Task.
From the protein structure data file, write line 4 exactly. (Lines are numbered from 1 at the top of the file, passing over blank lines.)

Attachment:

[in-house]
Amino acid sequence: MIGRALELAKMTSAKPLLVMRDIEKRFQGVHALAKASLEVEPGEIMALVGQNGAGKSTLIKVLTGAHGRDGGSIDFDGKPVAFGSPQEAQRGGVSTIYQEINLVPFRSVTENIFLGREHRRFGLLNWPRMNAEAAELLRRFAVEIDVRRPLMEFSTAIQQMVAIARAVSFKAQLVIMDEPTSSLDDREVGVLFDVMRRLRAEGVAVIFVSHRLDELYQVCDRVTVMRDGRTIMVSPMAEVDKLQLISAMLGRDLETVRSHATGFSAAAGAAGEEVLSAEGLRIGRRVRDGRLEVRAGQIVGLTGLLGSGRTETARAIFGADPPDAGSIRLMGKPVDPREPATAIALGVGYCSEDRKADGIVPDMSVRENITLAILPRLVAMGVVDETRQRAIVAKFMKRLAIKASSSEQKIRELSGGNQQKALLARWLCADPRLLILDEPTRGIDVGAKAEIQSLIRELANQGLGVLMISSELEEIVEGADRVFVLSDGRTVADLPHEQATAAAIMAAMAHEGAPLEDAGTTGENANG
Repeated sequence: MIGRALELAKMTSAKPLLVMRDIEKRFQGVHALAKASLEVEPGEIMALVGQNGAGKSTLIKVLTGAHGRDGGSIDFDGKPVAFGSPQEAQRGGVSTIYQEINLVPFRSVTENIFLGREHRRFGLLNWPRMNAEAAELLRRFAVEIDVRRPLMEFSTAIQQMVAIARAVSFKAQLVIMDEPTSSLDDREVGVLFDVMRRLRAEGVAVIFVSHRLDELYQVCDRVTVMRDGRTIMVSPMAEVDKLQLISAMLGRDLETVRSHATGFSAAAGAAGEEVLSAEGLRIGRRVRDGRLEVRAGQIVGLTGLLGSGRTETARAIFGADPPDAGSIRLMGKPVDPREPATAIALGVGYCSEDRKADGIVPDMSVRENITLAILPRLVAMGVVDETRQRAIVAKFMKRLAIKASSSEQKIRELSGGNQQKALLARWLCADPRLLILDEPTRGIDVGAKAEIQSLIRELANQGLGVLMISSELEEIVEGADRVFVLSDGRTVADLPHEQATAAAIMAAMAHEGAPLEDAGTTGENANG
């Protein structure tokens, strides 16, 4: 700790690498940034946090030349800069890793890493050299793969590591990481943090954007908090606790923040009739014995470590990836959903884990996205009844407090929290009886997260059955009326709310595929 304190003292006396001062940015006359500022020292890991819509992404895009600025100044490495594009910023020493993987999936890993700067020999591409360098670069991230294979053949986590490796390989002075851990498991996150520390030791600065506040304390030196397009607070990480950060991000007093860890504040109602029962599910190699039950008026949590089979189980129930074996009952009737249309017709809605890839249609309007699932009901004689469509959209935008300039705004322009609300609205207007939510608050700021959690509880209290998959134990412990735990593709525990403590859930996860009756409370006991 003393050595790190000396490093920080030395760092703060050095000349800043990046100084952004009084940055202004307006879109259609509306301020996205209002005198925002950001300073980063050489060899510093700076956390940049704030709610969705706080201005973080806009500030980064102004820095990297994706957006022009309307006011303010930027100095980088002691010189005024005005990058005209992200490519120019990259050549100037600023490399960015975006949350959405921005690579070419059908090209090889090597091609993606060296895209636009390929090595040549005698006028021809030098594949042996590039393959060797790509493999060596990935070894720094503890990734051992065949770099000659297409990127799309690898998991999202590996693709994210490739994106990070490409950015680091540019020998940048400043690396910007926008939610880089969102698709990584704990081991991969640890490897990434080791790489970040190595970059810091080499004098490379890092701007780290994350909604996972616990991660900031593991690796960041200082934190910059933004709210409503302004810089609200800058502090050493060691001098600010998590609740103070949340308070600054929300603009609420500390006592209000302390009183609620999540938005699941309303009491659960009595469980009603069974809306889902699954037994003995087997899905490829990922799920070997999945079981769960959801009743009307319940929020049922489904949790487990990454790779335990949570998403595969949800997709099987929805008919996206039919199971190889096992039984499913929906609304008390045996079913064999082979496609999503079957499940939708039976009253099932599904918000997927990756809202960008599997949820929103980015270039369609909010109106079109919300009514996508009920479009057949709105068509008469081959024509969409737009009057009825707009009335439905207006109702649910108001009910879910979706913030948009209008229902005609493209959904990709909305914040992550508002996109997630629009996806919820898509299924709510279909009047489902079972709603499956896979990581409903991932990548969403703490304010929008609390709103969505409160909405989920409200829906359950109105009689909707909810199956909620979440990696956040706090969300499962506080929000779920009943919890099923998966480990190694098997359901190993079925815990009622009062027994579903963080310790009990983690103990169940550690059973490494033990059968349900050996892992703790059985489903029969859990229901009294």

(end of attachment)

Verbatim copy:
């Protein structure tokens, strides 16, 4: 700790690498940034946090030349800069890793890493050299793969590591990481943090954007908090606790923040009739014995470590990836959903884990996205009844407090929290009886997260059955009326709310595929 304190003292006396001062940015006359500022020292890991819509992404895009600025100044490495594009910023020493993987999936890993700067020999591409360098670069991230294979053949986590490796390989002075851990498991996150520390030791600065506040304390030196397009607070990480950060991000007093860890504040109602029962599910190699039950008026949590089979189980129930074996009952009737249309017709809605890839249609309007699932009901004689469509959209935008300039705004322009609300609205207007939510608050700021959690509880209290998959134990412990735990593709525990403590859930996860009756409370006991 003393050595790190000396490093920080030395760092703060050095000349800043990046100084952004009084940055202004307006879109259609509306301020996205209002005198925002950001300073980063050489060899510093700076956390940049704030709610969705706080201005973080806009500030980064102004820095990297994706957006022009309307006011303010930027100095980088002691010189005024005005990058005209992200490519120019990259050549100037600023490399960015975006949350959405921005690579070419059908090209090889090597091609993606060296895209636009390929090595040549005698006028021809030098594949042996590039393959060797790509493999060596990935070894720094503890990734051992065949770099000659297409990127799309690898998991999202590996693709994210490739994106990070490409950015680091540019020998940048400043690396910007926008939610880089969102698709990584704990081991991969640890490897990434080791790489970040190595970059810091080499004098490379890092701007780290994350909604996972616990991660900031593991690796960041200082934190910059933004709210409503302004810089609200800058502090050493060691001098600010998590609740103070949340308070600054929300603009609420500390006592209000302390009183609620999540938005699941309303009491659960009595469980009603069974809306889902699954037994003995087997899905490829990922799920070997999945079981769960959801009743009307319940929020049922489904949790487990990454790779335990949570998403595969949800997709099987929805008919996206039919199971190889096992039984499913929906609304008390045996079913064999082979496609999503079957499940939708039976009253099932599904918000997927990756809202960008599997949820929103980015270039369609909010109106079109919300009514996508009920479009057949709105068509008469081959024509969409737009009057009825707009009335439905207006109702649910108001009910879910979706913030948009209008229902005609493209959904990709909305914040992550508002996109997630629009996806919820898509299924709510279909009047489902079972709603499956896979990581409903991932990548969403703490304010929008609390709103969505409160909405989920409200829906359950109105009689909707909810199956909620979440990696956040706090969300499962506080929000779920009943919890099923998966480990190694098997359901190993079925815990009622009062027994579903963080310790009990983690103990169940550690059973490494033990059968349900050996892992703790059985489903029969859990229901009294």